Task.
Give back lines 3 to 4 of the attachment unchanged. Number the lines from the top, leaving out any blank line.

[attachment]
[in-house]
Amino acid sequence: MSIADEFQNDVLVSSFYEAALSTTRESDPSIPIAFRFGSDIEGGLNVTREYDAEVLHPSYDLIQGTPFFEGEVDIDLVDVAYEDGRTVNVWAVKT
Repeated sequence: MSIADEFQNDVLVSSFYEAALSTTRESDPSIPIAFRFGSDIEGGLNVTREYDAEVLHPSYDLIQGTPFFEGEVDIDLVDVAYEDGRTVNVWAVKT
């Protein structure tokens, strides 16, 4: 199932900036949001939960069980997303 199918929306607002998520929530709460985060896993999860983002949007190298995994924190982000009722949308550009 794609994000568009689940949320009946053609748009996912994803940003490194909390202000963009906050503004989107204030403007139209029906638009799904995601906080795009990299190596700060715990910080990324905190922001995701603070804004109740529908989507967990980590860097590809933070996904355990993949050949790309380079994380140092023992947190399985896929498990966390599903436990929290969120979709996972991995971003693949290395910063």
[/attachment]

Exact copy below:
Repeated sequence: MSIADEFQNDVLVSSFYEAALSTTRESDPSIPIAFRFGSDIEGGLNVTREYDAEVLHPSYDLIQGTPFFEGEVDIDLVDVAYEDGRTVNVWAVKT
């Protein structure tokens, strides 16, 4: 199932900036949001939960069980997303 199918929306607002998520929530709460985060896993999860983002949007190298995994924190982000009722949308550009 794609994000568009689940949320009946053609748009996912994803940003490194909390202000963009906050503004989107204030403007139209029906638009799904995601906080795009990299190596700060715990910080990324905190922001995701603070804004109740529908989507967990980590860097590809933070996904355990993949050949790309380079994380140092023992947190399985896929498990966390599903436990929290969120979709996972991995971003693949290395910063």